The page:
Moving on, I’d like to bring forward my next point, Causation and Remoteness. Once the plaintiff has proven that the defendant owed him a duty of care, he must then finally prove damage.
In examining whether the defendant is liable for the damage therefore, the courts have regard to two general factors.
Firstly, Factual causation is when the plaintiff must establish that the defendant’s negligent action actually caused the harm. The courts must examine the factors that may have led to the accident. The courts, therefore, use a number of tests in order to govern whether the defendant physically/scientifically initiated the damage.
In order to determine which action caused the plaintiff’s damage, the courts have established the ‘but for’ test. Damage’s would not have been caused to the plaintiff, but for the defendant’s actions, then the defendant is said to have factually caused the damage.
In Kenny v. O’Rourke  IR 339 it was shown that the plaintiff fell off the ladder because he leaned over too far, not because of the defect in the ladder. But for the plaintiff leaning too far, he would not have fallen. The negligence of the defendants did not cause the plaintiff’s injury.
The material contribution test follows the “but for” test, the “but for” test is used by the courts to differentiate the irrelevant claims from those that are relevant. The “but for” test is useful as a preliminary guide. However in certain cases it may not be possible to prove to the appropriate standard (50 %+), that a specific act did cause the accident. The courts rely on legal causation to determine the cause the accident. The material contribution test is one way the courts establish which cause was the legal cause.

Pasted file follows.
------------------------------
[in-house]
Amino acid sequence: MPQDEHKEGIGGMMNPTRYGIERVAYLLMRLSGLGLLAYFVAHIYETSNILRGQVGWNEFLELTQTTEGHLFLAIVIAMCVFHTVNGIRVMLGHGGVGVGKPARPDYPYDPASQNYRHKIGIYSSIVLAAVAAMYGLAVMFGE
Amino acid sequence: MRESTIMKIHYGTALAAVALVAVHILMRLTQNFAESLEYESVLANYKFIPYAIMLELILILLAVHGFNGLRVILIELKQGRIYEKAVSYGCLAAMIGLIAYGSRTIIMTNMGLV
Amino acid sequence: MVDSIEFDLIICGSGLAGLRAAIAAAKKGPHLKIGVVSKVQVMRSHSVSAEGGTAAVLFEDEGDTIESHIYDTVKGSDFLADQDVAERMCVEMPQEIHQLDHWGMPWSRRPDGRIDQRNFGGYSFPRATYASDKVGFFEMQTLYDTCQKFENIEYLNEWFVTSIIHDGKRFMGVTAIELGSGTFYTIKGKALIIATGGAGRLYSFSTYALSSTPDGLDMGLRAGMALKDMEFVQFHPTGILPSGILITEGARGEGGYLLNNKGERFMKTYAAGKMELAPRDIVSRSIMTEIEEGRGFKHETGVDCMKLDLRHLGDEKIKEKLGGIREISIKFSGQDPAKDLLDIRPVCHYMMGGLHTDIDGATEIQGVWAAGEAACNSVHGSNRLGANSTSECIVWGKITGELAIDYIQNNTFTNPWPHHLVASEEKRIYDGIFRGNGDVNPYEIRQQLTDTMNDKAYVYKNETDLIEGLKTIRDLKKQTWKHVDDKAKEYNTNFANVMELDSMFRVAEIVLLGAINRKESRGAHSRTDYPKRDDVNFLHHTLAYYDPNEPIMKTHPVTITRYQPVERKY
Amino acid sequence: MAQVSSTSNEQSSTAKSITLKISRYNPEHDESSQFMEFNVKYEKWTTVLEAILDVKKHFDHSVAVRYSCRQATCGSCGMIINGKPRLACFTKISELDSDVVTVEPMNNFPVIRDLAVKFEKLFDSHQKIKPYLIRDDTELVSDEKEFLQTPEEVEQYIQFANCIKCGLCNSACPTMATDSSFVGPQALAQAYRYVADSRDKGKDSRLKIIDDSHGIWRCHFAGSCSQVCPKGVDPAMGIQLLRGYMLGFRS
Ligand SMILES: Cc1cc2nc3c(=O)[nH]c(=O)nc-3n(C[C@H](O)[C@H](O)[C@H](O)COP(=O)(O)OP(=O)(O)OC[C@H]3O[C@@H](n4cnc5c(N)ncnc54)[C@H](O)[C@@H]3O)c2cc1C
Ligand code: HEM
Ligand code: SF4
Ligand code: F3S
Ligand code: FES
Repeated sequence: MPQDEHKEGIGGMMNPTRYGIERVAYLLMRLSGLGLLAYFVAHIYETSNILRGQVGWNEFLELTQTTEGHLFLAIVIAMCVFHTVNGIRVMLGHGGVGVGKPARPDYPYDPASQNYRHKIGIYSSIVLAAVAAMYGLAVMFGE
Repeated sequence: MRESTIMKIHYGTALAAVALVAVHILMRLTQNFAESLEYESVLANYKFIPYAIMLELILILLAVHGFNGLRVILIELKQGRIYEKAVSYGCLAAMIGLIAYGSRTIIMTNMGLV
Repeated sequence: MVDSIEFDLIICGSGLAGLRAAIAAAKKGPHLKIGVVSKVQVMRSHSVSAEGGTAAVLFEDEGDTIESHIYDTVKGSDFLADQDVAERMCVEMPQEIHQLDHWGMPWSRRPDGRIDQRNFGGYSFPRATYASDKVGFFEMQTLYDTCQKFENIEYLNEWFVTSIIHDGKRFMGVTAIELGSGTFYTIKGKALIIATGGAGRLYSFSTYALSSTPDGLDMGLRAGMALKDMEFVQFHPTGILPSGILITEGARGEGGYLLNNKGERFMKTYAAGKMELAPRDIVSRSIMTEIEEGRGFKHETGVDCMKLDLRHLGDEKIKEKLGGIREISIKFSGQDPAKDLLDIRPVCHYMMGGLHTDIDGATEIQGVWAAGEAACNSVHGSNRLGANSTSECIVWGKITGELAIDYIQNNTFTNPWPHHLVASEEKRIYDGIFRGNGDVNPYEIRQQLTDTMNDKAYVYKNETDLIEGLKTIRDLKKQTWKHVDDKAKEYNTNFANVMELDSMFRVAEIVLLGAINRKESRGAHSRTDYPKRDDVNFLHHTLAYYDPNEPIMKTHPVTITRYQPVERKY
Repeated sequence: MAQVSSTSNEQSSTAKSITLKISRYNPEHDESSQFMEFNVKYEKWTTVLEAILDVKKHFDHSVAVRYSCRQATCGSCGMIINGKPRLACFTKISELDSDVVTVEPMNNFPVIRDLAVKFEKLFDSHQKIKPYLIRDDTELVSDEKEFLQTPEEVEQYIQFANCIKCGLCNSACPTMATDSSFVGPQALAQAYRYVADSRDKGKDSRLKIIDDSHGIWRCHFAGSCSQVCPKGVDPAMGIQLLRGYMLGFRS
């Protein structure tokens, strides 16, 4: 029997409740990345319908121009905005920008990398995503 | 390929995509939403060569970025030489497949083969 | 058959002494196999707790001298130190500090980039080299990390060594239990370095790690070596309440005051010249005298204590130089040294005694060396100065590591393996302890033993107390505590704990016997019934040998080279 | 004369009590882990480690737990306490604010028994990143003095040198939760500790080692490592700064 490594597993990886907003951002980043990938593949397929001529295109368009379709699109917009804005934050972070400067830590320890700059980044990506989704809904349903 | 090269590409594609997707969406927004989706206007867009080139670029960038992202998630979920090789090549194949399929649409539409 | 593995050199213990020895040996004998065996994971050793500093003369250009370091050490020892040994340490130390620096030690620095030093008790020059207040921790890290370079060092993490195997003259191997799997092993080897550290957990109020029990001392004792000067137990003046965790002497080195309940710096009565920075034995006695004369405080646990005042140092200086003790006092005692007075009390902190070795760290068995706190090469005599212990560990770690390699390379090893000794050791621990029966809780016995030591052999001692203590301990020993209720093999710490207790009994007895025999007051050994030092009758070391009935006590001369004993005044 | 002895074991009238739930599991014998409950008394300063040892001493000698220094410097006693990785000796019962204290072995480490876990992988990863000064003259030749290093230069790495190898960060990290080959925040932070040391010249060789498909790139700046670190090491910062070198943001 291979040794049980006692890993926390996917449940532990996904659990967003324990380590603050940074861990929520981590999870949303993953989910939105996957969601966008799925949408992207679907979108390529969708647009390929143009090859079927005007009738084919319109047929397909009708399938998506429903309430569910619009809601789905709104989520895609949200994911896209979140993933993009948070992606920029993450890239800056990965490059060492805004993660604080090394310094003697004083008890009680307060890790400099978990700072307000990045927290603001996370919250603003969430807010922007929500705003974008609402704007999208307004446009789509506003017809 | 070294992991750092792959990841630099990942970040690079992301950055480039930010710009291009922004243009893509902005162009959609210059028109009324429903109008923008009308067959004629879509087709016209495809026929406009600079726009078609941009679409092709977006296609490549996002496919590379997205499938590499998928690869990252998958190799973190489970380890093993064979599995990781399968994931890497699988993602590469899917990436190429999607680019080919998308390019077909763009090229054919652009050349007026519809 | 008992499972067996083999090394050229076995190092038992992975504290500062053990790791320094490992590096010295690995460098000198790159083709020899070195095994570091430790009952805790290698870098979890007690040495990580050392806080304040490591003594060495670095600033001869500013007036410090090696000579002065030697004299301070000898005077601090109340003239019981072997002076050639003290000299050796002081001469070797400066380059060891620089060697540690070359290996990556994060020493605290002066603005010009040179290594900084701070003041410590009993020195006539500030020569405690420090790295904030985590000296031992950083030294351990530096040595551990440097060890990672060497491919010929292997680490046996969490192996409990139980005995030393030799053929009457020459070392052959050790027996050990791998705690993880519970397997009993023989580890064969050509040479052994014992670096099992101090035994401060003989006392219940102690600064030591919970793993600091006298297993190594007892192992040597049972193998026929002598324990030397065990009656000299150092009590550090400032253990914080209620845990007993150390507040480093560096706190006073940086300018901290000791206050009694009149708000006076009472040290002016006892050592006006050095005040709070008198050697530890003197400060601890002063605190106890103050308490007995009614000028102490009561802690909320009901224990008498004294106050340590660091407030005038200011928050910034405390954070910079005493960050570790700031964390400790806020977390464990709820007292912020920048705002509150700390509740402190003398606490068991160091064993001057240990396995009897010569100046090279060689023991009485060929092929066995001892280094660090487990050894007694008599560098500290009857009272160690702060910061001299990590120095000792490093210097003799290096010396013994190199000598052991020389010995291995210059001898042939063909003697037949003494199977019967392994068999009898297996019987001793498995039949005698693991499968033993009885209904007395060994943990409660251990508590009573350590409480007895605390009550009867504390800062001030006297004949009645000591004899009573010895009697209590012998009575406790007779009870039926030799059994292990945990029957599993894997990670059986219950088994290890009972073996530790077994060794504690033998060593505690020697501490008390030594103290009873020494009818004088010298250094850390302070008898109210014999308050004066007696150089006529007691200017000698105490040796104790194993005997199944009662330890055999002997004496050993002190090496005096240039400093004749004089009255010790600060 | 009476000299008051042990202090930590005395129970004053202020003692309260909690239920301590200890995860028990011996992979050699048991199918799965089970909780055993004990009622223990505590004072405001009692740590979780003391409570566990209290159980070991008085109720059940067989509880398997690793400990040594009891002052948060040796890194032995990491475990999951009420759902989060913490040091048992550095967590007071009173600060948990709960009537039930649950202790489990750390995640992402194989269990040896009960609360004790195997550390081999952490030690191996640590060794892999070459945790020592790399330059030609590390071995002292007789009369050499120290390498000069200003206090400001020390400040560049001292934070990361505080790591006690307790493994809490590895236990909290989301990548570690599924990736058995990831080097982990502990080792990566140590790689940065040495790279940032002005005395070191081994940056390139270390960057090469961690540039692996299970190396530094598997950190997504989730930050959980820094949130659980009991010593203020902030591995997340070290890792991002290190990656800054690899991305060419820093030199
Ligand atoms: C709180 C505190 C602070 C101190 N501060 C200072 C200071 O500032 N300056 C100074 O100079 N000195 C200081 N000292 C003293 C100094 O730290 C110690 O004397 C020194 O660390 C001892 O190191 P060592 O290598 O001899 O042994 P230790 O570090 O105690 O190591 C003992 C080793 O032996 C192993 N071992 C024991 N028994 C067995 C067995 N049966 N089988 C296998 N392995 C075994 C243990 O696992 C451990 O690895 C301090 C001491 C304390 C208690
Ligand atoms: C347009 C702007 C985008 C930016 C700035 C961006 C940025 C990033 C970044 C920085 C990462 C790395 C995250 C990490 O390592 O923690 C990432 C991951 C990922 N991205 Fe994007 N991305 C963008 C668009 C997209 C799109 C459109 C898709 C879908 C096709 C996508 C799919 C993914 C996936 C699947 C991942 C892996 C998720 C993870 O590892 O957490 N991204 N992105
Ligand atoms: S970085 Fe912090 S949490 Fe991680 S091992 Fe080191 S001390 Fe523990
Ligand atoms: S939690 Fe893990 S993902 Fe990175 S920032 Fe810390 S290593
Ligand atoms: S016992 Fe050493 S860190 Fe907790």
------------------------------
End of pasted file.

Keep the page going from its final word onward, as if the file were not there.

In Bonnington Casting v. Wardlaw  1 All E.R 615 (hl) the court decided that if it could be recognised that the dust from the grinders materially contributed to his injuries, as opposed to forming that it was probable that the dust from the grinders caused the damage. The court stated that a causative factor would be considered to have materially contributed to the damage where it was not minimal.
Secondly, legal causation is when the law must hold the defendant liable (if the damage foreseeable?).
The case of Clabby v. Global Windows and An Post, High Court, 21 January 2003 provides an illustration between factual and legal causation. It was held that the low level of the letterbox was the factual cause, without which the injury would not have occurred. However, the court held that legal causation had not been established against the defendant. The court held that the plaintiff’s failure to remove his bag and put down his mail before bending down was legal cause and the responsibility he was liable for himself.